Preprint Article Version 1 This version is not peer-reviewed

Management of Wild Edible Fungi in the Meseta Purépecha, Mexico

Version 1 : Received: 10 July 2018 / Approved: 11 July 2018 / Online: 11 July 2018 (05:05:31 CEST)

How to cite: Castro-Sánchez, E.I.; Moreno-Calles, A.I.; Meneses-Eternod, S.; Farfán-Heredia, B.; Blancas, J.; Casas, A. Management of Wild Edible Fungi in the Meseta Purépecha, Mexico. Preprints 2018, 2018070190 (doi: 10.20944/preprints201807.0190.v1). Castro-Sánchez, E.I.; Moreno-Calles, A.I.; Meneses-Eternod, S.; Farfán-Heredia, B.; Blancas, J.; Casas, A. Management of Wild Edible Fungi in the Meseta Purépecha, Mexico. Preprints 2018, 2018070190 (doi: 10.20944/preprints201807.0190.v1).

Abstract

Mexico is an exceptional setting for ethnomycology since human cultures have interacted with fungi for thousands of years; the state of Michoacán is particularly important since nearly 11% of the fungi species recorded in Mexico occur there, 139 species being edible. This study aimed to analyze the taxonomic diversity and use forms of fungi, their position in worldview of people, and the management forms practiced on edible fungi in the Purépecha communities of Cherán and Pichátaro and the environmental problems in relationship with fungi management. We conducted semi-structured interviews during visits to regional markets, participant observations in harvesting areas, workshops, and presentation of results to the communities and communal authorities. We recorded ethnoecological information for 21 edible fungi species. The words jongo and terekua correspond to useful fungi in Purépecha, while jeramba refers to not edible fungi. In Cherán people identify different vegetation types where mushrooms occur; they recognize the “pinadas forest” dominated by Pinus leiophylla, “encineras” (dominated by Quercus crassipes), “tepamu forest” (dominated by Alnus acuminata), “sharhari forest” (Quercus aff. laeta), and grasslands, all of them sites where mushrooms grow. Fungi handlers identified environmental problems like land use changes, illegal extraction of forest resources, deforestation, unplanned urban growth, uncontrolled fires, livestock raising, and agricultural intensification, which affect fungi communities. In turn, these factors have secondary consequences like soil erosion, reduction of native vegetation and reduction of rainwater retention that directly disturb diversity, distribution, and abundance of fungi. Information from this study and workshops conducted with the community helped to design strategies for conservation of both forests and fungi.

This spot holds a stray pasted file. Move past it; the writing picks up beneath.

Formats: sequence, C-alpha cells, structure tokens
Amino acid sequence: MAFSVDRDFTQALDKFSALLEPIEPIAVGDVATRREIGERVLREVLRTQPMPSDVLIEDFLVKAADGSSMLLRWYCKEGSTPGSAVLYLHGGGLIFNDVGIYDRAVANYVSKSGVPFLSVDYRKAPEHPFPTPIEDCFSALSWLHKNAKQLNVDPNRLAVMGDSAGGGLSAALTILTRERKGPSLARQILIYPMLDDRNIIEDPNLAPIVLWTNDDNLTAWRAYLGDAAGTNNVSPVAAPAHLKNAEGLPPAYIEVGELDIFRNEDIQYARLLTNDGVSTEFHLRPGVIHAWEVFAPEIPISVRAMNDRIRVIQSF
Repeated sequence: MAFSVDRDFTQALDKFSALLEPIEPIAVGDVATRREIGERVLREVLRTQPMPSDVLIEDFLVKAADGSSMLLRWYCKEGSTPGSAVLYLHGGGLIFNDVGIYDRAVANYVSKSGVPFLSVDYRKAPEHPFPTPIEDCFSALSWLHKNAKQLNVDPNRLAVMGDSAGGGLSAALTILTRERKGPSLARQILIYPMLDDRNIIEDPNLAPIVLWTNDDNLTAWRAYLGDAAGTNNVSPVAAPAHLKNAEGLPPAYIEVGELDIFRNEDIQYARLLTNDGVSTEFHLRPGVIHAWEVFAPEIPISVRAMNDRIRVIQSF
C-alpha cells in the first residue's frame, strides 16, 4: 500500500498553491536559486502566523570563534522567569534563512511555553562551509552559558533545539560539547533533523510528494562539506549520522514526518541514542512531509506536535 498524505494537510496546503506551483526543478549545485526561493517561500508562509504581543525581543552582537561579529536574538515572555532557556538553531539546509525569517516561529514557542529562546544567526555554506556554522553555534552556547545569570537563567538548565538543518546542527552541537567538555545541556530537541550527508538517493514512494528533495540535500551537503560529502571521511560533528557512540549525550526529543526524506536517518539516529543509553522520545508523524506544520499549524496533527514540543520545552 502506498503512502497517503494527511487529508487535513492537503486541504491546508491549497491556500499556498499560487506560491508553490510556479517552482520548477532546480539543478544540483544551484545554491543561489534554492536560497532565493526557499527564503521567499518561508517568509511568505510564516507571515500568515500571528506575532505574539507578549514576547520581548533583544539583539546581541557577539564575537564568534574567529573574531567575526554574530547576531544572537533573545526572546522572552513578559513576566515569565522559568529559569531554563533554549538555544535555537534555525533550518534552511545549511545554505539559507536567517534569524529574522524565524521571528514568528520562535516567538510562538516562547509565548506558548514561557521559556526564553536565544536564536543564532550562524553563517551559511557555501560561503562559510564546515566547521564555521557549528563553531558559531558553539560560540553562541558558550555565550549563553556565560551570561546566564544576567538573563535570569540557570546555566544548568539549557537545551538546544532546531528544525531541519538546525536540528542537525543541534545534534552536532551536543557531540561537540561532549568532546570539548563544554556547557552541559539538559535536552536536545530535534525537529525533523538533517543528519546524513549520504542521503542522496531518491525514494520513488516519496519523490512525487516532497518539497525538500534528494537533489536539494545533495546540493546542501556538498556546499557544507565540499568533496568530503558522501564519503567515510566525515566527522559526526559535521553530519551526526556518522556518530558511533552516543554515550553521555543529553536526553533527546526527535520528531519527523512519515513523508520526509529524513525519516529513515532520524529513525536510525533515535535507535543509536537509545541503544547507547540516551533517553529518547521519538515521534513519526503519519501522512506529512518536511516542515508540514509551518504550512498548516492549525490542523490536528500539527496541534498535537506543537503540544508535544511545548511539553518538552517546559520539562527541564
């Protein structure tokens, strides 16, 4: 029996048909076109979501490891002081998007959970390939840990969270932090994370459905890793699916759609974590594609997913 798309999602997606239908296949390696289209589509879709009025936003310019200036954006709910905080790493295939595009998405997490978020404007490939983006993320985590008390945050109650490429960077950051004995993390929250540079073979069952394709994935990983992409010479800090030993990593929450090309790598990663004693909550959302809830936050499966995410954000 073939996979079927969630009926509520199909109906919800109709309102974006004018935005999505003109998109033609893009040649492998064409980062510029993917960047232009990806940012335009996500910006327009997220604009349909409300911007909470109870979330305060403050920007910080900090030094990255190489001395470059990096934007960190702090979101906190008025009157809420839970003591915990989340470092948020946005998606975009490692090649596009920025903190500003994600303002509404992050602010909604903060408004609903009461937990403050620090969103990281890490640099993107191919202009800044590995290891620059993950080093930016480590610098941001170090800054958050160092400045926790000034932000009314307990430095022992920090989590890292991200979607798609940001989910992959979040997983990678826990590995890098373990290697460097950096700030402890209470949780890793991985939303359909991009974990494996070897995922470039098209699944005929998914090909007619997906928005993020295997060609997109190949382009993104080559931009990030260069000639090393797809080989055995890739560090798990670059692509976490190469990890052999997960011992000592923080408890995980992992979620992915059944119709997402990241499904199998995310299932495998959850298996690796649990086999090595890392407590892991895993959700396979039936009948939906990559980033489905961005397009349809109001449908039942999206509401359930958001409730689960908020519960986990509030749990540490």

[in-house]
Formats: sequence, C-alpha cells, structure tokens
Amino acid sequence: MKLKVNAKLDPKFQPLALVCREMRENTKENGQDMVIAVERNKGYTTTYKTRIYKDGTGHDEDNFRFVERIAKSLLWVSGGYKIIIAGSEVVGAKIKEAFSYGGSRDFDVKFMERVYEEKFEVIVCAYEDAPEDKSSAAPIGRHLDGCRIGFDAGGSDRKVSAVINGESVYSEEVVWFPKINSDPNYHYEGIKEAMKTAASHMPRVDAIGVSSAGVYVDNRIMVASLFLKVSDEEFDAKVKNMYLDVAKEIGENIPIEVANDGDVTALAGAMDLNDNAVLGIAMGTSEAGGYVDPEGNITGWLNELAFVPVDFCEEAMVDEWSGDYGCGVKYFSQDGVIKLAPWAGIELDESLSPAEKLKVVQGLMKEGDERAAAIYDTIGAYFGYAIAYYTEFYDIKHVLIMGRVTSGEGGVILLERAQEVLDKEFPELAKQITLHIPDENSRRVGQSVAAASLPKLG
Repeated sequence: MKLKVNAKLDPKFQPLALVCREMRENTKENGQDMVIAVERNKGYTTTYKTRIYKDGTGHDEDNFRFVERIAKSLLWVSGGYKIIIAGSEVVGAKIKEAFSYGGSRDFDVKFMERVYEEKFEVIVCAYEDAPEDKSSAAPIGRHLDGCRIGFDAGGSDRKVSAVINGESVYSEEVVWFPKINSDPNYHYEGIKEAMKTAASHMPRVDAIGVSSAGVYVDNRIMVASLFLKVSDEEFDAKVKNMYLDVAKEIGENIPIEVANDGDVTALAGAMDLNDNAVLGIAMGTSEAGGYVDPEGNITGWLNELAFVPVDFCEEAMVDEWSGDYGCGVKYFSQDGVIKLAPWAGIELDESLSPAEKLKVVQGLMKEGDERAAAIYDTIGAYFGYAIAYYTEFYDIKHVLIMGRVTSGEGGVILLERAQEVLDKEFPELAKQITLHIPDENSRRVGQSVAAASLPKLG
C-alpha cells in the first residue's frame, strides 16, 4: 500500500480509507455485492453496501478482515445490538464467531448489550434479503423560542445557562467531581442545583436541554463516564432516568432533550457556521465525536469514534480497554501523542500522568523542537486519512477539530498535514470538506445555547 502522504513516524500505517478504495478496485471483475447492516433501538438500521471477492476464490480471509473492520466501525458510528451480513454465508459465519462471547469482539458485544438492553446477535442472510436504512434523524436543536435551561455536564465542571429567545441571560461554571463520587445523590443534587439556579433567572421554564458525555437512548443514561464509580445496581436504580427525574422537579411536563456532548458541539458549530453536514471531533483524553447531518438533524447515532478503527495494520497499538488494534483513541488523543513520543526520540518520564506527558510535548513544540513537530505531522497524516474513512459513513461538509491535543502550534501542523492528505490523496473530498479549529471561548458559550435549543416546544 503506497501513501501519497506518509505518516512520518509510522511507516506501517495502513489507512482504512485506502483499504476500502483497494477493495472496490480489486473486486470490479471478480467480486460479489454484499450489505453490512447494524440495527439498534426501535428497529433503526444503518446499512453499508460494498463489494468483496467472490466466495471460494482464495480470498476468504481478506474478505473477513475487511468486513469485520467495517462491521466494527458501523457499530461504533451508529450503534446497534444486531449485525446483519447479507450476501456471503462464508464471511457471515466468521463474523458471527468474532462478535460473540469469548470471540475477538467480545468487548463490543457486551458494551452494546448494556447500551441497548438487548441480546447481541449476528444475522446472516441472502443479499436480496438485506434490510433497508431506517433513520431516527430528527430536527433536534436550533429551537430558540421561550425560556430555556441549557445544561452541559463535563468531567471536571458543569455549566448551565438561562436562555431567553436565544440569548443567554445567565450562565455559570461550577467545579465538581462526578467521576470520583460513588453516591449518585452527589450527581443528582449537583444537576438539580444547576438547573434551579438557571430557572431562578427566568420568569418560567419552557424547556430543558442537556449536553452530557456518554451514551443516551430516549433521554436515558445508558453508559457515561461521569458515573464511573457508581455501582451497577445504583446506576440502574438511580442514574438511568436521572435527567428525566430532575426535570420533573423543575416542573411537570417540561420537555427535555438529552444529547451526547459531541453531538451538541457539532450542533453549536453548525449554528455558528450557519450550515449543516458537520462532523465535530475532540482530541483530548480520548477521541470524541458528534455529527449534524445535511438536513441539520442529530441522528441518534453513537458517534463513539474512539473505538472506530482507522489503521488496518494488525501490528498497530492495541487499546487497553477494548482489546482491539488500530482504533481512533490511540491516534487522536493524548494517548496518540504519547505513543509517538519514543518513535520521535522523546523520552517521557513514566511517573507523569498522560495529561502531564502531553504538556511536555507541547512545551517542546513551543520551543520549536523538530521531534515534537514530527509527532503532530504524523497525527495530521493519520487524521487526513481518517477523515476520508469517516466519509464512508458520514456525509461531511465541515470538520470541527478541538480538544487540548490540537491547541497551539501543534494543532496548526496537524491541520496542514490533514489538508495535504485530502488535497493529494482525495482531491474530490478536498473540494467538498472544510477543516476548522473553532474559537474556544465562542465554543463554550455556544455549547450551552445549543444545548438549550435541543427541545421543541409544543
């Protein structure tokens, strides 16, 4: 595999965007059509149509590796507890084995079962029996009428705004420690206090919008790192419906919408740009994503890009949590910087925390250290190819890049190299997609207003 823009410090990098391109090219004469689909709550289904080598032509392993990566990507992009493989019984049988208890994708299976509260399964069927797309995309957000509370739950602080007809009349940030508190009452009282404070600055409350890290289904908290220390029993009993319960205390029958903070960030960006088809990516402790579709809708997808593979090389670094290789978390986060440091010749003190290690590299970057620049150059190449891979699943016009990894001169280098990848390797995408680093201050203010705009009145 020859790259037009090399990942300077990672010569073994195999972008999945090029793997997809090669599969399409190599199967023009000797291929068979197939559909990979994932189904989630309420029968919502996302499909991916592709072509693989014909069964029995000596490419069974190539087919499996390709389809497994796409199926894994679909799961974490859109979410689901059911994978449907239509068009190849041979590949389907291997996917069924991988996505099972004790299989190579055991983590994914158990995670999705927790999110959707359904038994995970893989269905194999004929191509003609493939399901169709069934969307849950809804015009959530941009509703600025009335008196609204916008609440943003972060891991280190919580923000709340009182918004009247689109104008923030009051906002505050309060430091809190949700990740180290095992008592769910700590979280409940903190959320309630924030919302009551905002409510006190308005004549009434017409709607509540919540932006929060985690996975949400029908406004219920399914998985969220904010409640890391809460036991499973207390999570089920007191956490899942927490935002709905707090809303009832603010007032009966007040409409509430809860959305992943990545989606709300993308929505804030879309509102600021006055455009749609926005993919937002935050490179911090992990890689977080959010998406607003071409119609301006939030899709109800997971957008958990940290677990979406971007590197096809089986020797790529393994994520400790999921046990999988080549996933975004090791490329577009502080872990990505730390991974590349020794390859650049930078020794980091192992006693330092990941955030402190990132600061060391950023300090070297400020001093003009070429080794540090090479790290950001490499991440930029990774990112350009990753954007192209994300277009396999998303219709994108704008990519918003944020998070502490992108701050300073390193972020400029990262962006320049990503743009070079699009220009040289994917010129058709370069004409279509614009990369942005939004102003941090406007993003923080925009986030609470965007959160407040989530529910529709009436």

Subject Areas

ethnoecology; ethnomycology; San Francisco Cherán; Michoacán; Purépecha; KCP complex

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